“The Motorola Edge (2022) wasn't on my radar at all this year, but in practice, it stands tall as one of the best smartphones you can buy for under $500.”
- Super lightweight
- 144Hz display feels amazing
- MediaTek chip performs great
- Excellent battery life with wireless charging
- Clean software with useful features
- 3 years of guaranteed OS updates
- Plastic design looks and feels cheap
- Water resistance is only IP52
- Mediocre cameras
The Motorola Edge (2022) isn’t a smartphone that I had on my radar at all going into 2022, and that’s largely due to Motorola’s smartphone strategy over the last few years. The company launches numerous handsets over the course of a year, hopes that something sticks, and then does it all over again. More often than not, this results in a bunch of smartphones that are perfectly adequate but fail to stand out in any meaningful way. I fully expected the Motorola Edge (2022) to be another example of that, but it quickly proved me wrong.
- Motorola Edge (2022): design
- Motorola Edge (2022): screen
- Motorola Edge (2022): performance
- Motorola Edge (2022): 5G connectivity
- Motorola Edge (2022): camera
- Motorola Edge (2022): battery life and charging
- Motorola Edge (2022): software and updates
- Motorola Edge (2022): price and availability
- This year’s sleeper hit Android phone
Is the Motorola Edge (2022) a perfect smartphone? Not by any means. But it’s also one of the strongest showings I’ve seen from the company in a long time. The Edge (2022) has great specs, a competitive price, and fixes some of my biggest problems with recent Moto phones. I didn’t go into 2022 expecting to be so impressed with a Motorola handset, but the Edge (2022) has happily proved me wrong. Let’s dig in.
If there’s one word to describe the Motorola Edge (2022)’s design, it’d be “practical” There’s nothing overly flashy or interesting about how the phone looks, but it also doesn’t get in the way of daily use. So long as you aren’t a stickler for aesthetics.
The biggest thing to take note of is that the Motorola Edge (2022) is made entirely of plastic — and you immediately notice that when picking up the phone. Compared to the Pixel 6a with its plastic back and aluminum frame, the Motorola Edge lacks a refined, premium feeling that competing handsets in this price range do. The same goes for the phone’s eye appeal. The single Mineral Gray color is as bland as it gets, the back plastic attracts fingerprints within seconds, and the rear camera housing looks just like the dozen other phones Motorola’s released over the last few months.
But it’s not all bad. If you can look past the cheap in-hand feel and abundant fingerprints, the Motorola Edge (2022) also gets some important things right. Thanks to its all-plastic build, the Motorola Edge weighs just 170g. That’s 8g lighter than the Pixel 6a, 19g lighter than the Galaxy A53 5G, and 34g lighter than the iPhone 13 Pro. That’s made even more impressive considering that the Motorola Edge (2022) has a 6.6-inch screen. As much as I don’t like the gray color or fingerprinty back, I’ve loved how easy the Motorola Edge is to hold. It’s comfortable to have in one hand and never feels fatiguing after prolonged use.
I’ve also been very impressed with the Motorola Edge’s in-screen fingerprint sensor. Motorola usually relies on side-mounted sensors, but for the Edge (2022), Motorola shifted to an in-screen one. And it’s excellent! It’s fast, reliable, and lightyears better than the in-screen fingerprint sensors on the Pixel 6 family.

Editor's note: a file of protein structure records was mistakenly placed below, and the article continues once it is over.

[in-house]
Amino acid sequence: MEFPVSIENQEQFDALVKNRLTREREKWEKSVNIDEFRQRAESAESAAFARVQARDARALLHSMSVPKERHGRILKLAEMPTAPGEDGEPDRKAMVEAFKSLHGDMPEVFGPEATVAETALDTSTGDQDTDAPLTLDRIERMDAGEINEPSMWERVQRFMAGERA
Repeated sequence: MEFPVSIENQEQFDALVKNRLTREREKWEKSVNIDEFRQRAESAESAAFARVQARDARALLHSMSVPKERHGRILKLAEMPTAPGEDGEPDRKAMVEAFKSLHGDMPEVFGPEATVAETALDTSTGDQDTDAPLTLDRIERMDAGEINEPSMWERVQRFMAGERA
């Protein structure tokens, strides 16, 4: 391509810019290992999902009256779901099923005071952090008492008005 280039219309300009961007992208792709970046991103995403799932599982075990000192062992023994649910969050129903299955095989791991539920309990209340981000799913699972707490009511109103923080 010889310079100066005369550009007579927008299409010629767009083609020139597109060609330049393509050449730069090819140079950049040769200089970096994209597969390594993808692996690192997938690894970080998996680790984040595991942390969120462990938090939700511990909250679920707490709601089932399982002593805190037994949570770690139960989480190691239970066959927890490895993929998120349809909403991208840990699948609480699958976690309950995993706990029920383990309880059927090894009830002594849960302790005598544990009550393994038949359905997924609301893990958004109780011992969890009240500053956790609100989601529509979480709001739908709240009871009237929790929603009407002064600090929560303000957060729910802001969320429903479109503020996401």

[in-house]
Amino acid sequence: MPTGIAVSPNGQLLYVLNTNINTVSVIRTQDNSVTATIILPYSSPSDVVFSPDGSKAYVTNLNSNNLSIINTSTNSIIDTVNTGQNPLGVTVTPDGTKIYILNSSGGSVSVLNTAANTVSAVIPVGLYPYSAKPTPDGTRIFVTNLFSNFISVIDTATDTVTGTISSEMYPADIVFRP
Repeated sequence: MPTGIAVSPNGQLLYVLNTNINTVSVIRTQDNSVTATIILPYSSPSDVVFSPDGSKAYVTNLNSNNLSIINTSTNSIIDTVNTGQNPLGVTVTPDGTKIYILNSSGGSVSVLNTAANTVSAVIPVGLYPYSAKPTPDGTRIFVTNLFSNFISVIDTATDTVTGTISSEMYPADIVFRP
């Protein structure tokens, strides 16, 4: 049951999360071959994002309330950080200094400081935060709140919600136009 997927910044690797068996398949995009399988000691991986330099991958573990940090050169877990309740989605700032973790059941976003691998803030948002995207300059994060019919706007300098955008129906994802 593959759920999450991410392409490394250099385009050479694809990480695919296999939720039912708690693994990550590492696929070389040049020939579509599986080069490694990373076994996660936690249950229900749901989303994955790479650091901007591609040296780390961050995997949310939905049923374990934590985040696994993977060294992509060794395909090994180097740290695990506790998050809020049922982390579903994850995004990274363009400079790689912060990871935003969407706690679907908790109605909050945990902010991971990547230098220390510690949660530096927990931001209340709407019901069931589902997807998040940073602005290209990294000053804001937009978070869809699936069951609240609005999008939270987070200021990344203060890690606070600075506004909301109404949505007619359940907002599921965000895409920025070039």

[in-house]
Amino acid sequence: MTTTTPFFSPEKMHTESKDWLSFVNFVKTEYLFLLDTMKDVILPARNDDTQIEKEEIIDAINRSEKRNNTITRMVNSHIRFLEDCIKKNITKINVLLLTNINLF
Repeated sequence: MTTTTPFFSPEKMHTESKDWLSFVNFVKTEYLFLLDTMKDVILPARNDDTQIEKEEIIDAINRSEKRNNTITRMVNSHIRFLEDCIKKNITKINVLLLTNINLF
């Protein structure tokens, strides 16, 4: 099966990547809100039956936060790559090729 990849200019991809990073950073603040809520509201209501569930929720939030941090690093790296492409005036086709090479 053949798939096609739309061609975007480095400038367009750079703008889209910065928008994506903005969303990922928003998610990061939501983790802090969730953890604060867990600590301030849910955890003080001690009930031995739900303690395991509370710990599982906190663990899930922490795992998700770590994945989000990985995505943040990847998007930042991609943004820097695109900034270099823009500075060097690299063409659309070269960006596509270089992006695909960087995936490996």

My biggest annoyance with the Motorola Edge (2022) is its IP52 dust and water resistance rating. IP52 means the Motorola Edge is protected against dust and debris but is not fully dust-tight. Furthermore, it’s only rated to survive dripping water at various angles — not full water submersion of any kind.
As much as I wish the Motorola Edge (2022) has stronger waterproofing, its paltry IP52 rating is easier to digest every time I look at its screen. The Edge (2022) is equipped with a 6.6-inch OLED screen. That screen has a Full HD resolution, HDR10+ support, and a variable refresh rate that goes all the way up to 144Hz — faster than the 90 and 120Hz displays seen on devices from Samsung, Google, and Apple.
The screen on the Motorola Edge (2022) is great.
In practice, the screen on the Motorola Edge (2022) is great. Colors are bright and punchy, the screen gets bright enough for outdoor use, and the 144Hz refresh rate is incredibly smooth. From opening apps, doomscrolling Twitter, and navigating subreddits, everything on the Edge (2022) moves with near-perfect fluidity. And not only is it smooth, but interacting with the phone also feels lightning quick.
A 120Hz screen probably would have been just as good, and I likely wouldn’t be able to notice much of a difference, if any. But considering how snappy the Motorola Edge (2022) has been for me, I’m certainly not complaining that Motorola went all out with 144Hz. It’s been nothing but a joy to use.
That said, a perfect OLED screen this is not. Firstly, looking at the screen from an angle quickly distorts things. My quick settings toggles have a tannish/pinkish color, but if I look at them from any angle, they take on a yellowish appearance. This isn’t uncommon with OLED panels on more affordable handsets, and the Motorola Edge (2022) isn’t an exception to that rule. I’ve also noticed that some colors just don’t look quite right on the Edge (2022) — specifically, greens and yellows. When I’m doing a Duolingo session and my progress bar turns yellow, it’s such a bright yellow that it looks like someone cranked up the saturation levels a bit too much.